Our thanks to Migraine Action (MA) for their help with this week’s feature and for the use of the support information below. Their website provides a wealth of information on this debilitating condition - for all ages- which you can access by clicking here
Migraine affects up to 1 in 7 of the UK population and yet, as you heard (listen to this weeks report agian via the audio player below) 60% of sufferers don’t consult their GP about their condition.
Migraine affects people of all ages, social classes, races and cultures. However, it is most prevalent during the productive years (20-50) and two thirds of sufferers are women.
There may be a genetic predisposition to the condition as it often runs in families.
An attack can last from 4 hours to 72 hours, although sufferers may feel drained for a couple of days after that. A migraine sufferer can experience an average of 13 attacks a year, but this can vary from person to person, sufferers are completely symptom-free between attacks.
There are things that can be done and new treatments are making the condition more and more manageable. Given the complexity of the condition and that symptoms can vary from patient to patient, it’s important that you don’t give up on treatments if the first course you try doesn't help. It may mean that you need a personal management plan, tailored to you, that may include some lifestyle changes alongside treatment. Our friends at MA can give you help and advice on this.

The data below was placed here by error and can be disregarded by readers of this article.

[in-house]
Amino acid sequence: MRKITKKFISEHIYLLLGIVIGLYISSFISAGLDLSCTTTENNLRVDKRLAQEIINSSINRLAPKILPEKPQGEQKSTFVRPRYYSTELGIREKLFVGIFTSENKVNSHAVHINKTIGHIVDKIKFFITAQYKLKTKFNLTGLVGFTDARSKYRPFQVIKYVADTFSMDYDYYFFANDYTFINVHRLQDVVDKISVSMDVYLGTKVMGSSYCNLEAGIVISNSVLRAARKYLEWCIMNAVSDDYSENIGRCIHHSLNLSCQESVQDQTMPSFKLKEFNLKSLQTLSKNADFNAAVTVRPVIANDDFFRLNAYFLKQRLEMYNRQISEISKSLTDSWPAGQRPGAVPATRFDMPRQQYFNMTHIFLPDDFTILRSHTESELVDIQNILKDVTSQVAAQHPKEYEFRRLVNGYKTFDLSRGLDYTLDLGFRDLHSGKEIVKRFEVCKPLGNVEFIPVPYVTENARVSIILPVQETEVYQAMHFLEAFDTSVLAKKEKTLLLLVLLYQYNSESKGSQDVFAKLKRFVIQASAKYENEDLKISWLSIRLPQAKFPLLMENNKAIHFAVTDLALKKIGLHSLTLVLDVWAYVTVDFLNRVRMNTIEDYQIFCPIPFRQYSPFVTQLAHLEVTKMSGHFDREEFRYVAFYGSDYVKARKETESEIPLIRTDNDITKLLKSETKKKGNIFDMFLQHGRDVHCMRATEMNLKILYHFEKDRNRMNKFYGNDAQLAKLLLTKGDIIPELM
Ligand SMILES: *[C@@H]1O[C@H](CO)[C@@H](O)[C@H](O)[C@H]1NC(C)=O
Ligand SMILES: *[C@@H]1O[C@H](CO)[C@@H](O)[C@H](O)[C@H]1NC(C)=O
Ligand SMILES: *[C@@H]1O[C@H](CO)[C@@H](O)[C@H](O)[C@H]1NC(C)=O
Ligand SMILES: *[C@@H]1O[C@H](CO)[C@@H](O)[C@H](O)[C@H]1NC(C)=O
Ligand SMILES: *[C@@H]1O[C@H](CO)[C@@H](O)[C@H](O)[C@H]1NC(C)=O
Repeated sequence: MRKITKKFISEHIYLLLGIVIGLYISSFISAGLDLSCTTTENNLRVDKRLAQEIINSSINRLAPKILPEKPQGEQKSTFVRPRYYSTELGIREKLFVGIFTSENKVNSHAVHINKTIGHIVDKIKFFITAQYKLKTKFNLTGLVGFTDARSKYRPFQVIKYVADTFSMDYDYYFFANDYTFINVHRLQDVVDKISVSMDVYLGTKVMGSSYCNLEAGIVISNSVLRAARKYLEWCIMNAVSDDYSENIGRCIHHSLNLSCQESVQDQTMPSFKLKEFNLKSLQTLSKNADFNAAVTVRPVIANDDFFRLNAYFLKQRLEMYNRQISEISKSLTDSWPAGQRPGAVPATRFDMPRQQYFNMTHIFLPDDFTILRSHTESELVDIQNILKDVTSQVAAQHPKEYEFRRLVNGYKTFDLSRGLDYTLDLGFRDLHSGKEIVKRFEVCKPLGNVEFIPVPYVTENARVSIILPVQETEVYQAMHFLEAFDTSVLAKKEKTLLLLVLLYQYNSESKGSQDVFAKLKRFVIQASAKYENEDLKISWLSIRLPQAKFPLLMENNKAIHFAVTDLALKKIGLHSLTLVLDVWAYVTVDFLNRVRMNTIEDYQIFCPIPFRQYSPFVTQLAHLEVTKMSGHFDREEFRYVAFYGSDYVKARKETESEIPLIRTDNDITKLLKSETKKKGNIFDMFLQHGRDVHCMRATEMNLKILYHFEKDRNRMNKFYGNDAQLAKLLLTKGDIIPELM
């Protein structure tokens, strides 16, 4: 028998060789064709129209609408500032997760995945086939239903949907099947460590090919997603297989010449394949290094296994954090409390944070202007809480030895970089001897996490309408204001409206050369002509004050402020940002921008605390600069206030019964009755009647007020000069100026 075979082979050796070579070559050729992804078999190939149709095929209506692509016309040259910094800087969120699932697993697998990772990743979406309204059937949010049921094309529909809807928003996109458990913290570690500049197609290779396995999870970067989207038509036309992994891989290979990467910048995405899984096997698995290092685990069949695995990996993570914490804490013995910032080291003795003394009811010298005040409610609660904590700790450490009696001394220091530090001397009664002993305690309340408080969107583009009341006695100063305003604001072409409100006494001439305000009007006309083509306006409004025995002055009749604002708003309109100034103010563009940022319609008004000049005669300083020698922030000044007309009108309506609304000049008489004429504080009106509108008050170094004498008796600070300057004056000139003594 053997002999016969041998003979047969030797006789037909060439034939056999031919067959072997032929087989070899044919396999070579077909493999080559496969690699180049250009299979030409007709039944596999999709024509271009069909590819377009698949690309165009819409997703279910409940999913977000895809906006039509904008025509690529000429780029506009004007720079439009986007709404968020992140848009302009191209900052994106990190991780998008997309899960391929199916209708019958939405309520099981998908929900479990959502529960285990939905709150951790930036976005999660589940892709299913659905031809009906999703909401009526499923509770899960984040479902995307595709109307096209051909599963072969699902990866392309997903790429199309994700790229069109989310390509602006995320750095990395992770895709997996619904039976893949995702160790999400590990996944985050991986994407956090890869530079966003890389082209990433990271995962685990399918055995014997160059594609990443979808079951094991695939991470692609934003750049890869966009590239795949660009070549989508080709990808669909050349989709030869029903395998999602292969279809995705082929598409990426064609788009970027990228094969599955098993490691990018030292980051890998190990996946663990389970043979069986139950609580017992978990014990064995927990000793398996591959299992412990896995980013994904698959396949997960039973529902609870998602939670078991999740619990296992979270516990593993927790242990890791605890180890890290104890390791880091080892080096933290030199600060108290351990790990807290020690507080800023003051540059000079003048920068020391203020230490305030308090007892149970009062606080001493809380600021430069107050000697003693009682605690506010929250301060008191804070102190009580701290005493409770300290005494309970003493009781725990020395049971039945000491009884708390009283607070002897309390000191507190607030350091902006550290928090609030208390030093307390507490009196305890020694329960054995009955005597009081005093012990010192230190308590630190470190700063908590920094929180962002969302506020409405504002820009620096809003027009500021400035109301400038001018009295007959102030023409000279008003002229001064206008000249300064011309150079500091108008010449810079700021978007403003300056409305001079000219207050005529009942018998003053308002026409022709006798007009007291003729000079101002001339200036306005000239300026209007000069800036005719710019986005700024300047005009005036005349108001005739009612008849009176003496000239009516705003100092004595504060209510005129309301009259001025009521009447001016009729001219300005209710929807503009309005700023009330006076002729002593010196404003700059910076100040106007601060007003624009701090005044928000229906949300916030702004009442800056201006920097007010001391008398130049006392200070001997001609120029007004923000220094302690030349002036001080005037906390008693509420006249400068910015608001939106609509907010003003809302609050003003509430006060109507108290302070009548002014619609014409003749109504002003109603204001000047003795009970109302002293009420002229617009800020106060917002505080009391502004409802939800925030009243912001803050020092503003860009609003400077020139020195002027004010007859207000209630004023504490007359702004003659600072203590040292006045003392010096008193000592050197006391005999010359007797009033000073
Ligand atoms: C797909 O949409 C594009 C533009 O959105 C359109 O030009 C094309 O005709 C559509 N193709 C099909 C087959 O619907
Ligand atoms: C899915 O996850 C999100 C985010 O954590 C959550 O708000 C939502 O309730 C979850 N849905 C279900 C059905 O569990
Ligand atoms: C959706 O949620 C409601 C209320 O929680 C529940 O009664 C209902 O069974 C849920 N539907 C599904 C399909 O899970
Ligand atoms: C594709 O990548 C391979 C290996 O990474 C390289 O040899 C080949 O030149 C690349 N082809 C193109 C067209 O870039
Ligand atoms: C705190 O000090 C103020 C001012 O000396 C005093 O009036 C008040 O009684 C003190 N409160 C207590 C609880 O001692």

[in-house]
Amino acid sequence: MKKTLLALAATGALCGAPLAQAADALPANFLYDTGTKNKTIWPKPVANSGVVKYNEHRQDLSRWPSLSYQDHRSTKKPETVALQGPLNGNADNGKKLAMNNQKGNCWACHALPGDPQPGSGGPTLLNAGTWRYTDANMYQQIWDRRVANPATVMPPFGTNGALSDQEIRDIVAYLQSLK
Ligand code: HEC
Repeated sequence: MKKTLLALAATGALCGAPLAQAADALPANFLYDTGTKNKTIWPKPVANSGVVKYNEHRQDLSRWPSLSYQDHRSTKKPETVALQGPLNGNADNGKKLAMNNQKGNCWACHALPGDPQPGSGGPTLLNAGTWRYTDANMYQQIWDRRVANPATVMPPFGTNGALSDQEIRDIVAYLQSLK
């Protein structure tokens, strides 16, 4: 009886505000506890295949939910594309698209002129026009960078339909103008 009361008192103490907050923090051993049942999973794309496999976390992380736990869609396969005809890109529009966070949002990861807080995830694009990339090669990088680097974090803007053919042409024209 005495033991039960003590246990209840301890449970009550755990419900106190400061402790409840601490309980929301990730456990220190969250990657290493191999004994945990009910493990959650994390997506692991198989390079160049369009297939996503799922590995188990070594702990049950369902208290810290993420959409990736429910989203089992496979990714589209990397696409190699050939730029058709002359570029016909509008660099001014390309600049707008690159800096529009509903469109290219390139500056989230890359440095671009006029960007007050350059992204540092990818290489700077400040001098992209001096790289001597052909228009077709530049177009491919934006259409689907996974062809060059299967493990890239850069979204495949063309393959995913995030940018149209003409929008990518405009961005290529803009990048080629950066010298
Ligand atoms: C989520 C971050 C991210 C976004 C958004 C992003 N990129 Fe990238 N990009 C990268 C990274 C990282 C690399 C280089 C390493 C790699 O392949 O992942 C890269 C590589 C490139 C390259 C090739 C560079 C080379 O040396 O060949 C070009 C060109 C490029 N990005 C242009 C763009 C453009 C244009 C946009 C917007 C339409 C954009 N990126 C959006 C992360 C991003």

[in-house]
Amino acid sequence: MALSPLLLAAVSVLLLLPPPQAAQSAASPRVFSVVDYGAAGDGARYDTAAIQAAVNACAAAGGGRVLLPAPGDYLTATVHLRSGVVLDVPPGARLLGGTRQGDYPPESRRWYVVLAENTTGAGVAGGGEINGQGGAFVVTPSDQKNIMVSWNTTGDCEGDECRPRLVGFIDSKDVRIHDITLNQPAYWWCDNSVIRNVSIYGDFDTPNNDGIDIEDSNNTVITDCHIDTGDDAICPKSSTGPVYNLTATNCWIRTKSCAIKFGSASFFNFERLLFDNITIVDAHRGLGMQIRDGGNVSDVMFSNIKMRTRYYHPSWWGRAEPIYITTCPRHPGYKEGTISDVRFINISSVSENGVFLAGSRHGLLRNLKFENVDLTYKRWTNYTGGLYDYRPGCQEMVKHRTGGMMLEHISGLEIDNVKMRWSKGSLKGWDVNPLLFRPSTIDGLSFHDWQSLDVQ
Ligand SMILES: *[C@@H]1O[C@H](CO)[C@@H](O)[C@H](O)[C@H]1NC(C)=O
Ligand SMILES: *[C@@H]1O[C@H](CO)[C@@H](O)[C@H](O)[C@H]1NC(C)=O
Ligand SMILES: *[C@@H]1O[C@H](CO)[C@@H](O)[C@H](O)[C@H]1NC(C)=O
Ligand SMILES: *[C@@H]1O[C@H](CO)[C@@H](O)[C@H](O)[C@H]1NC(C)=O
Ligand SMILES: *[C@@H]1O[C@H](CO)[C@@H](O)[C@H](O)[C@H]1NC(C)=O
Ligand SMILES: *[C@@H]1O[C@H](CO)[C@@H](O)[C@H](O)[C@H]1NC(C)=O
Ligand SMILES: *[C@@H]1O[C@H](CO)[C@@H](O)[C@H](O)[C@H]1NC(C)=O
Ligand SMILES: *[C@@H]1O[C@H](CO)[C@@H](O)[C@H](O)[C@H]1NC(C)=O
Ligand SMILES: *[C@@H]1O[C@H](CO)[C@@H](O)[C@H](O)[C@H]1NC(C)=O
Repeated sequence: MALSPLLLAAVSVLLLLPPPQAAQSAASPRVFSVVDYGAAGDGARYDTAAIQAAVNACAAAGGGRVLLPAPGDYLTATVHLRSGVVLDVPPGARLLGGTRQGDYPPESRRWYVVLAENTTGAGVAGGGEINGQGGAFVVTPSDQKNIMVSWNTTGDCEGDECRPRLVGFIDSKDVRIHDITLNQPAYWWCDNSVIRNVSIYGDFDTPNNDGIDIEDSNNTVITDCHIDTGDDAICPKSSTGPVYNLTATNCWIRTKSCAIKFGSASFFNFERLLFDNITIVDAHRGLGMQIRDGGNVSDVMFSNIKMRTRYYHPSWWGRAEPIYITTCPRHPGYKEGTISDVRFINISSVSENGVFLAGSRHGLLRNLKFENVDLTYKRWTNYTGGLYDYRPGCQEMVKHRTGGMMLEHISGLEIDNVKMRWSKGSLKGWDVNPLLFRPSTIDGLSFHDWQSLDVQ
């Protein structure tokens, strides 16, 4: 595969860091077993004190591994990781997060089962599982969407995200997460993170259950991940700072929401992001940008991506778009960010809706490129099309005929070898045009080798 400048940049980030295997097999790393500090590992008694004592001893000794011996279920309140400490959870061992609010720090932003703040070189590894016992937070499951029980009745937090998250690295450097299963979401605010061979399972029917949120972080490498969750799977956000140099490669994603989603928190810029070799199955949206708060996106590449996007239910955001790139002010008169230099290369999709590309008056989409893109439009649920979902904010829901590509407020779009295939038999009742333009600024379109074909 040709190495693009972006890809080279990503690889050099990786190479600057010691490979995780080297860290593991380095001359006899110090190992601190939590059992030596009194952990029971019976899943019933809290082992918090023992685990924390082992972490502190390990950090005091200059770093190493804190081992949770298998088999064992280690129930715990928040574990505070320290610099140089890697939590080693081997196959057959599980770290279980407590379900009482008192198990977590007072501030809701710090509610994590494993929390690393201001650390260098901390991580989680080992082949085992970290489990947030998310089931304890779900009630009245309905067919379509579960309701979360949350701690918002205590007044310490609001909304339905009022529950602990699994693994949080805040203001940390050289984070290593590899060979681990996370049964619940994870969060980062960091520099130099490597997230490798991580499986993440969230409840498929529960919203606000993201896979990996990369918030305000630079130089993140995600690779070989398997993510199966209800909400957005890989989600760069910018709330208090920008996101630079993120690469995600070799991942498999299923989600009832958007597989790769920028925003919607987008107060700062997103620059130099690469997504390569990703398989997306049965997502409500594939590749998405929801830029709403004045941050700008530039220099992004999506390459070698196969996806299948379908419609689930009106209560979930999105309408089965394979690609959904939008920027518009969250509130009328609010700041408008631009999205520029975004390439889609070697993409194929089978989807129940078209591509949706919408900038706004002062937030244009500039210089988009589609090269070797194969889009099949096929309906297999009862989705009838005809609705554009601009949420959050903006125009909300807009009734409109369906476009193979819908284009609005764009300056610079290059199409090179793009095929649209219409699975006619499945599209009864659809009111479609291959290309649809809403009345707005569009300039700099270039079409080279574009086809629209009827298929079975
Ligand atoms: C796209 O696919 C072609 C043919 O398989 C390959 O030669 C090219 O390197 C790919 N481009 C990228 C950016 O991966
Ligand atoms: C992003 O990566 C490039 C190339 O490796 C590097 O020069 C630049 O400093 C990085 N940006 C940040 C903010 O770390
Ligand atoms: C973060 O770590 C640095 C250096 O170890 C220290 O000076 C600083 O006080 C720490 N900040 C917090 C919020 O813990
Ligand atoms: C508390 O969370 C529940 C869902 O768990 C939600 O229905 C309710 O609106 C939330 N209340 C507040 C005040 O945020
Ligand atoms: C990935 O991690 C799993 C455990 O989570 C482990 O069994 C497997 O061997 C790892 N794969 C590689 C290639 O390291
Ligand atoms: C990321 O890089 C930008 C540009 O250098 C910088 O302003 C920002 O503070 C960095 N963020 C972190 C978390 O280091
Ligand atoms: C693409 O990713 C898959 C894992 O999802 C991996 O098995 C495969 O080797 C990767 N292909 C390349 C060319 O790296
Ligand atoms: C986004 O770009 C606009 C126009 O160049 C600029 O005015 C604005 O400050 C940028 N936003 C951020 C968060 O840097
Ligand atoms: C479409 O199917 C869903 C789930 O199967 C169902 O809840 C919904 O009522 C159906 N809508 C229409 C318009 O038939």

Symptoms: If you have two or more of the following symptoms during an attack it is probable that you are suffering from migraine:
You may also experience other neurological symptoms (also known as aura), including:
A general rule of thumb is that if a headache and/or other associated symptoms prevent you from continuing with normal daily activities it could be a migraine.
Types of Migraine:
Migraine without aura (common migraine)
Migraine with aura (classical migraine)
In addition to the above, around 10% of sufferers also experience aura symptoms: neurological disturbances, lasting between 15 minutes and one hour before the commencement of the headache. Typically these disturbances are visual such as blind spots, flashing lights, or zigzag patterns in the vision, but can also include tingling, pins and needles or numbness in the limbs on the affected side or problems with co-ordination and articulation.
Some people experience the aura only, without the development of other symptoms or with only a mild headache.
Abdominal migraine: Often occurring in children, this form of migraine is characterised by recurrent, episodic attacks of abdominal pain lasting for several hours. The pain may be accompanied by nausea or vomiting and/or aura symptoms, but no, or very mild, headache. Often this evolves to the more common migraine pattern when the child reaches adolescence.
Hormonal migraine: Migraine in women can often be linked to hormone changes. Many women say they experienced their first migraine in the same year as their first menstrual period. Most female sufferers are more susceptible to an attack around the time of their period but true menstrual migraine is defined as occurring within two days either side of the first day of a monthly period and at no other time. Hormonal factors are one of many triggers for migraine and attacks may be prevented if other triggers are avoided around the time of their period.